The normal immune cells called macrophages, which reside in healthy breast tissue surrounding milk ducts, play a major role in helping early breast cancer cells leave the breast for other parts of the body, potentially creating metastasis before a tumor has even developed, according to a study published in the journal Nature Communications.
The macrophages play a role in mammary gland development by regulating how milk ducts branch out through breast tissue. Many studies have also proven the importance of macrophages in metastasis, but until now, only in models of advanced large tumors.
By studying human samples, mouse tissues, and breast organoids, the new research found that in very early cancer lesions, macrophages are attracted to enter the breast ducts where they trigger a chain reaction that brings early cancer cells out of the breast, said lead researcher Julio Aguirre-Ghiso, Professor at The Tisch Cancer Institute at the Icahn School of Medicine at Mount Sinai.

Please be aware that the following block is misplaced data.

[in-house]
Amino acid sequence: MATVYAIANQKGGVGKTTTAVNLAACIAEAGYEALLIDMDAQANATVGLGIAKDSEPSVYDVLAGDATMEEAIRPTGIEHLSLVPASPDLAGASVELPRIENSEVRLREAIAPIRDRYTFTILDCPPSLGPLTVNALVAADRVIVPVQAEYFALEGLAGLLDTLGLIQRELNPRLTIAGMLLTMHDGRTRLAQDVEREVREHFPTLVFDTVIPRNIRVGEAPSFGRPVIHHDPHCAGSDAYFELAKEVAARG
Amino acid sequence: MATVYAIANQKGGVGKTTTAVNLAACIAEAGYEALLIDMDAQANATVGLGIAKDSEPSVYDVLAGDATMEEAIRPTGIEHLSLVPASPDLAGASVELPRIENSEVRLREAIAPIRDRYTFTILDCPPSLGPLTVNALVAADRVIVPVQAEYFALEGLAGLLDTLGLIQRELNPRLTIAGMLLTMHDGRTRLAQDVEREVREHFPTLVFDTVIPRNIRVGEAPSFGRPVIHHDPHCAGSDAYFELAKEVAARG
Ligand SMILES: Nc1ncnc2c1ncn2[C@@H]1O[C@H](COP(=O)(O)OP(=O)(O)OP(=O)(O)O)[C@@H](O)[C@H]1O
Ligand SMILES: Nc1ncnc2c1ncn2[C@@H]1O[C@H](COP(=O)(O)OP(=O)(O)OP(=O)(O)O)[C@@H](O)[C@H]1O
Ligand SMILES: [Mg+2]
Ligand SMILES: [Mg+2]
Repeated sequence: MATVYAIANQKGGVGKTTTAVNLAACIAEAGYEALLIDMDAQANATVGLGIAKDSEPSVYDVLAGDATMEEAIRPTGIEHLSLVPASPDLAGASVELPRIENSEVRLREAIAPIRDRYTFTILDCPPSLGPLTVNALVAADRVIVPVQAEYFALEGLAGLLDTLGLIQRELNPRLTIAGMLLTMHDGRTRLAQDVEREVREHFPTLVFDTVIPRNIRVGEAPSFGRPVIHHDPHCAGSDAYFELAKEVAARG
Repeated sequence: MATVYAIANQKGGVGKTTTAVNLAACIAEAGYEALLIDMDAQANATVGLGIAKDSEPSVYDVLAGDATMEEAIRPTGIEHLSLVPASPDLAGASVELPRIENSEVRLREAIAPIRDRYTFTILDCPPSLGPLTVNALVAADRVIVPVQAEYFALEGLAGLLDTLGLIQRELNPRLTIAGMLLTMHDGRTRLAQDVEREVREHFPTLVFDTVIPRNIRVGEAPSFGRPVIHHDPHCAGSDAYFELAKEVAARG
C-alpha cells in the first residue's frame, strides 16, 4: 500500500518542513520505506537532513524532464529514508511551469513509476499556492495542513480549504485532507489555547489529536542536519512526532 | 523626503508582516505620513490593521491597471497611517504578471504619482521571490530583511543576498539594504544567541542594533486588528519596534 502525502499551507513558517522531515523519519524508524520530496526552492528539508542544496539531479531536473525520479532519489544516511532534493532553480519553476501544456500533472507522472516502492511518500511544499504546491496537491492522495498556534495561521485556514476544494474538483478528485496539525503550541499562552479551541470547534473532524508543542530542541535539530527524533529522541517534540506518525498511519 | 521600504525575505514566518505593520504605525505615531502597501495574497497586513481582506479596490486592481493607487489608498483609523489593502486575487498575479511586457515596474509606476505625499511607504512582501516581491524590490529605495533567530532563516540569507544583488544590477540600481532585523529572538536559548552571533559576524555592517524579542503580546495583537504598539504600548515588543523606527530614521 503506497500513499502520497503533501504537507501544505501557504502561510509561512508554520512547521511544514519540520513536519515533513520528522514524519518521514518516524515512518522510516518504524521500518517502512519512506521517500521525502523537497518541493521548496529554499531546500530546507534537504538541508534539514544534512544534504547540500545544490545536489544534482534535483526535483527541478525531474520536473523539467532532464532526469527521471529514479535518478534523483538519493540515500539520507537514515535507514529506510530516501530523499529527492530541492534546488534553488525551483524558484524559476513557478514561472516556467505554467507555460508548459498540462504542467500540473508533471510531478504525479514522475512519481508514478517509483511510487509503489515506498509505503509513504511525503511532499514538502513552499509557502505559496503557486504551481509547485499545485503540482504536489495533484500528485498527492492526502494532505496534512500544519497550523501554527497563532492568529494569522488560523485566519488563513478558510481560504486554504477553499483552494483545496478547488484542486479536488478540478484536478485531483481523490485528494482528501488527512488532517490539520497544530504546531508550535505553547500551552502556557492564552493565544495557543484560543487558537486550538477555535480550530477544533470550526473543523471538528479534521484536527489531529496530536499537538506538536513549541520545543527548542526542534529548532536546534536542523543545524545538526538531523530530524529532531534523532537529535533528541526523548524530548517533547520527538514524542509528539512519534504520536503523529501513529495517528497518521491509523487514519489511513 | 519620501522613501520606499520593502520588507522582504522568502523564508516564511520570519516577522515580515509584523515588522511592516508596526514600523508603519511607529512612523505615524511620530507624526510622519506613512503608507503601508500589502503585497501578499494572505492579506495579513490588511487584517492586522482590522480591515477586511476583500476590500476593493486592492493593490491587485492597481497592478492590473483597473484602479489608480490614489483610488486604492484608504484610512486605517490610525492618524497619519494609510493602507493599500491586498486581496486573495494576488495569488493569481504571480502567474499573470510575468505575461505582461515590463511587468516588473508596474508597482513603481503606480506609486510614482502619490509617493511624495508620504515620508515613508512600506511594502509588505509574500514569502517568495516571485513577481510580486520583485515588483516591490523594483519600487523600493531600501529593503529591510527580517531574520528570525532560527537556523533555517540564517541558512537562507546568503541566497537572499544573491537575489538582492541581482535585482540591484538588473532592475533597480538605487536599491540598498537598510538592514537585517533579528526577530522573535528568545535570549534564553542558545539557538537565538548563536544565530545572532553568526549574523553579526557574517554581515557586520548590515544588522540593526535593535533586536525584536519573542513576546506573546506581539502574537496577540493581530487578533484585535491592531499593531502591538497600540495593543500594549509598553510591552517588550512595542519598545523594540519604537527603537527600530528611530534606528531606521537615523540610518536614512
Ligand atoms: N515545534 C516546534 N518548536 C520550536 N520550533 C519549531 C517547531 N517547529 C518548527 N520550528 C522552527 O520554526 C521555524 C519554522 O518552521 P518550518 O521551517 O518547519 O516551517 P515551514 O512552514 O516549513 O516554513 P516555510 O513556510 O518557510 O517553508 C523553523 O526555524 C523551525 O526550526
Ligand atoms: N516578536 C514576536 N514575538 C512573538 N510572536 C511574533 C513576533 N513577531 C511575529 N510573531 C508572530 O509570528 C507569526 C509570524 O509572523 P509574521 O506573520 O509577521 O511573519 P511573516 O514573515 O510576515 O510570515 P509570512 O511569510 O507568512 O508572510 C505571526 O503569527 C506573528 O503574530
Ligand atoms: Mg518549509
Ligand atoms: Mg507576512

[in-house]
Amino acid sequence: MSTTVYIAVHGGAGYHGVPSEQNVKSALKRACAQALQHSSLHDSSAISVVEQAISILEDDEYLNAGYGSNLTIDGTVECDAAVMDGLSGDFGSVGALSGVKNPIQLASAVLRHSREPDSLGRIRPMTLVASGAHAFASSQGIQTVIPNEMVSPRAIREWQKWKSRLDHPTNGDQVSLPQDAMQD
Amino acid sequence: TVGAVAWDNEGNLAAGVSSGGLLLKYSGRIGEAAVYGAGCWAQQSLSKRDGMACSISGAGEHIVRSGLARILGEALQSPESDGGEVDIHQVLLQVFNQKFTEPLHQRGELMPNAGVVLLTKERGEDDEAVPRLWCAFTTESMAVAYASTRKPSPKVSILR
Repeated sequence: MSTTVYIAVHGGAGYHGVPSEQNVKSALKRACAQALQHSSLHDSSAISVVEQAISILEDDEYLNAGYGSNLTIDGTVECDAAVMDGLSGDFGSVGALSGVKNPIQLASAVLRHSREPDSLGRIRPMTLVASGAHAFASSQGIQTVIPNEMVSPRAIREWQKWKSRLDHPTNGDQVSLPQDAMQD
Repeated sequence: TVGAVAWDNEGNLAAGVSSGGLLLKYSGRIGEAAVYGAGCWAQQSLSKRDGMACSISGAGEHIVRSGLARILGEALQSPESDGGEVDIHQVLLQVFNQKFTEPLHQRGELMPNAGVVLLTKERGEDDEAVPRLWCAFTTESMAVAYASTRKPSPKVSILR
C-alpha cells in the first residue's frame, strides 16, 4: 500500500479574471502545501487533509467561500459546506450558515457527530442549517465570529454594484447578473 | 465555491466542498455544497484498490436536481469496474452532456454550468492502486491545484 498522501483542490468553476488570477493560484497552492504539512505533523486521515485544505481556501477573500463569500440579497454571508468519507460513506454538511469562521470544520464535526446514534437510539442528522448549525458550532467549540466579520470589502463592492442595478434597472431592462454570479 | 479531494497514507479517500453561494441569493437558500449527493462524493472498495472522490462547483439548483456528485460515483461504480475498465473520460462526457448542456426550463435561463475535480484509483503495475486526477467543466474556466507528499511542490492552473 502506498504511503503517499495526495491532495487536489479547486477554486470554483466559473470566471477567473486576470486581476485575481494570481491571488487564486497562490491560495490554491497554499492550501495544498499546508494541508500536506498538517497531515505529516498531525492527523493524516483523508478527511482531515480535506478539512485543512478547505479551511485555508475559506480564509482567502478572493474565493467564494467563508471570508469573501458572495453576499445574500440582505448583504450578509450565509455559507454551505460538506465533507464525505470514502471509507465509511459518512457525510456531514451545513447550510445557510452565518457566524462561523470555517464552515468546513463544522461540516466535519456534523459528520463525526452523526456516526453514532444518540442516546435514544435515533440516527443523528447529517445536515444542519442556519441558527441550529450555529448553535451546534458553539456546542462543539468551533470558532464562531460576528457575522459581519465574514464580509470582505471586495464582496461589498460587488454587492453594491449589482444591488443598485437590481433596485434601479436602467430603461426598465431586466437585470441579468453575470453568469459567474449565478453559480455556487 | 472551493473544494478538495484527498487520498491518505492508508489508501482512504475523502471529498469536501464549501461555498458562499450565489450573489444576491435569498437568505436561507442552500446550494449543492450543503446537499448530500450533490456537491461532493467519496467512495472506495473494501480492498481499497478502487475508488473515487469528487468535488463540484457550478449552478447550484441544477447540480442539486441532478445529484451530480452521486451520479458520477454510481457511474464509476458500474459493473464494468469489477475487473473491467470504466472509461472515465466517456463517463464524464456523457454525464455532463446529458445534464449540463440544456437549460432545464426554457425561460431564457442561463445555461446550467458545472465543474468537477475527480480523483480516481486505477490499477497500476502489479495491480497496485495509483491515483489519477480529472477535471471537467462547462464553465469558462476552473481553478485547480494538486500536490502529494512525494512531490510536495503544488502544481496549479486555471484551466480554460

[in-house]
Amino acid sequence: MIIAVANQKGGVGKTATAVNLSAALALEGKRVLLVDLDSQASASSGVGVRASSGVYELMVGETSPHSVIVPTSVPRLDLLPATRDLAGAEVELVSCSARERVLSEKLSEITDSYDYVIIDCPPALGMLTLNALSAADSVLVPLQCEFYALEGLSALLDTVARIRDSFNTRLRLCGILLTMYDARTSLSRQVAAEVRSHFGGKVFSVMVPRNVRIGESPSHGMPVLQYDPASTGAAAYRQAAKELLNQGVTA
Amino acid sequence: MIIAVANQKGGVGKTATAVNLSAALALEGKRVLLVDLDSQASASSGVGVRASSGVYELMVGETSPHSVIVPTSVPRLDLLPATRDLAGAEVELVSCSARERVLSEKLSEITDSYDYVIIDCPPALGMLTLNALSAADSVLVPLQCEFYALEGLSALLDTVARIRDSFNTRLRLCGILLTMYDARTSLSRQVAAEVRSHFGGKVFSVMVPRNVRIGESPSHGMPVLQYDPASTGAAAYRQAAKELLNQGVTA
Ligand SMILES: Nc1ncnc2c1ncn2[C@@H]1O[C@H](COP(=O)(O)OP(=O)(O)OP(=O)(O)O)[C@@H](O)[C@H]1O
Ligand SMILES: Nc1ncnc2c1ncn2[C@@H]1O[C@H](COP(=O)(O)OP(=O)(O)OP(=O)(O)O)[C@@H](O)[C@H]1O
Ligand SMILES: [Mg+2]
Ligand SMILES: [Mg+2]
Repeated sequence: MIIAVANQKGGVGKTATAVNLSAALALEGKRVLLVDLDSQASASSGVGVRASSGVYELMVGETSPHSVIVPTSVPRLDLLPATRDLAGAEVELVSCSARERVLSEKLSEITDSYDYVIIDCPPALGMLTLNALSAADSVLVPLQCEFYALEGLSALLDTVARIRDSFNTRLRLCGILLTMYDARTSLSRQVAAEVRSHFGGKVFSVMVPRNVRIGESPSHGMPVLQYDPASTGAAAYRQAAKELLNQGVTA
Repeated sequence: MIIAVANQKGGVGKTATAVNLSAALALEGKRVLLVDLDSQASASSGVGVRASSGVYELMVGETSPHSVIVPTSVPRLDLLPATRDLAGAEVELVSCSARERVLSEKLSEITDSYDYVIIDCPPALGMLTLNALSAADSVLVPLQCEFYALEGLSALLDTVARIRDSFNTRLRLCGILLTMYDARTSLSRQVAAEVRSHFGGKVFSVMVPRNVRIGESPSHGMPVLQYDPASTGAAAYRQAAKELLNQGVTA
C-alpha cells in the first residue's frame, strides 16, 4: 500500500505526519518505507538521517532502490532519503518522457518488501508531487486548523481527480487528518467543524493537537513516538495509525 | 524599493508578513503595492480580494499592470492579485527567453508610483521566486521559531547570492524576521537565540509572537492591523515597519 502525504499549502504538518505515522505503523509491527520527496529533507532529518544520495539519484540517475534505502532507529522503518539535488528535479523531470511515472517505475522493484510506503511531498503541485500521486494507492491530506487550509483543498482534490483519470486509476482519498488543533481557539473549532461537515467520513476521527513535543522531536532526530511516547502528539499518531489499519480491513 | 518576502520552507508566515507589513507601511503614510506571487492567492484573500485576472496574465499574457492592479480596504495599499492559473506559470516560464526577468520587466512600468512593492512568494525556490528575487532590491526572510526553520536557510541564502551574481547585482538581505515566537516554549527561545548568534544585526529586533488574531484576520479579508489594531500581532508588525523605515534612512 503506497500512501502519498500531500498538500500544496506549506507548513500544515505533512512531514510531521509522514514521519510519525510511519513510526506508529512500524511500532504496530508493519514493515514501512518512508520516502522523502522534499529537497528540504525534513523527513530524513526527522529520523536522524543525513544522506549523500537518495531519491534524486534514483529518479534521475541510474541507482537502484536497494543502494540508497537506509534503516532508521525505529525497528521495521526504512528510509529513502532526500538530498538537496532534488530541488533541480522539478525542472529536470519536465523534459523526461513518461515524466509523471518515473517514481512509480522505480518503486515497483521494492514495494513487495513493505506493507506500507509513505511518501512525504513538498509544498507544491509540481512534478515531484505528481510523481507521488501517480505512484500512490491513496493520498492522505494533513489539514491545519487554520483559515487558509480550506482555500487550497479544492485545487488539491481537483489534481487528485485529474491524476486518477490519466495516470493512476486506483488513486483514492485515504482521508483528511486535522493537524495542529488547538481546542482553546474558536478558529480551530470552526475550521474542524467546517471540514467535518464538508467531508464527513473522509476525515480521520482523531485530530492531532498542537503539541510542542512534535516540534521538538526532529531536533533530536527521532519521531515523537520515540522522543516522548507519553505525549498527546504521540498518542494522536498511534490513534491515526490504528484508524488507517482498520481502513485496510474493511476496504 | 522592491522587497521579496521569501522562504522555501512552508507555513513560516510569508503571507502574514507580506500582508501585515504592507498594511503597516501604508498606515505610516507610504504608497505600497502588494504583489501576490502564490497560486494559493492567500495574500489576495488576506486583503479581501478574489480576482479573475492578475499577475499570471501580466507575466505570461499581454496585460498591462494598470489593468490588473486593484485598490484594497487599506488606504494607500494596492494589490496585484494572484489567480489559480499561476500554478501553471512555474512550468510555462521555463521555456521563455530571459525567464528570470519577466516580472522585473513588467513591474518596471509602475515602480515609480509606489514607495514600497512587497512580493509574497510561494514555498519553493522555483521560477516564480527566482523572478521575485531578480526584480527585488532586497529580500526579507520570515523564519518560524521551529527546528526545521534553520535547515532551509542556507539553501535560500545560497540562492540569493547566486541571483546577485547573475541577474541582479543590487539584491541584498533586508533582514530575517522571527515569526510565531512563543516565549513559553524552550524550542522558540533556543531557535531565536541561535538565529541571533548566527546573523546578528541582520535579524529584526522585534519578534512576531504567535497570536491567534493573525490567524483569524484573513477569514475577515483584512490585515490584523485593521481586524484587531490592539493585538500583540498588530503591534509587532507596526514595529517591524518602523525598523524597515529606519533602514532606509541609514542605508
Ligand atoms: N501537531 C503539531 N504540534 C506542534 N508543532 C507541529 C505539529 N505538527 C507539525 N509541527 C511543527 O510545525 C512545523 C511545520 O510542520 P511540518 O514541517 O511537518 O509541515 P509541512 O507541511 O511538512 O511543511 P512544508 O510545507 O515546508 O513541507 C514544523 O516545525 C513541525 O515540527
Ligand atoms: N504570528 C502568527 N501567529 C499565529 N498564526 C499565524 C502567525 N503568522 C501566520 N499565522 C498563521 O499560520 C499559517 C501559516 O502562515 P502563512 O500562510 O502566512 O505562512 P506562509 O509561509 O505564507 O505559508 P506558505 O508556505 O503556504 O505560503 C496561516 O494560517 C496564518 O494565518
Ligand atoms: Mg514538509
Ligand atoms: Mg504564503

Julio Aguirre-Ghiso and his team found macrophages' relationship with normal breast cells is co-opted by early cancer cells that activate the cancer-causing HER2 gene, helping in this newly-discovered role of these immune cells.
The study findings could eventually help pinpoint biomarkers to identify cancer patients who may be at risk of carrying potential metastatic cells due to these macrophages and potentially lead to the development of novel therapies that prevent early cancer metastasis.
Early treatment of high-risk patients may prevent the formation of deadly metastasis better than the current standard of treating metastatic disease only once it has occurred, said key researcher Miriam Merad, Director of the Precision Immunology Institute and the Human Immune Monitoring Center.
"Our study challenges the dogma that early diagnosis and treatment means sure cure," Dr. Aguirre-Ghiso said. "In this study and in our previous studies, we present mechanisms governing early dissemination. This work further sheds light onto the mysterious process of early dissemination and cancer of an unknown primary tumor."
Researchers hope to build on this study by identifying which macrophages specifically control early dissemination. They also hope to further detail how early disseminated cancer cells interact with macrophages in the lungs where metastases eventually form and how this interaction can be targeted to prevent metastasis.
"Here, we have identified how macrophages and early cancer cells form a 'microenvironment of early dissemination' and show that by disrupting this interaction we can prevent early dissemination and ultimately deadly metastasis," said Dr. Merad.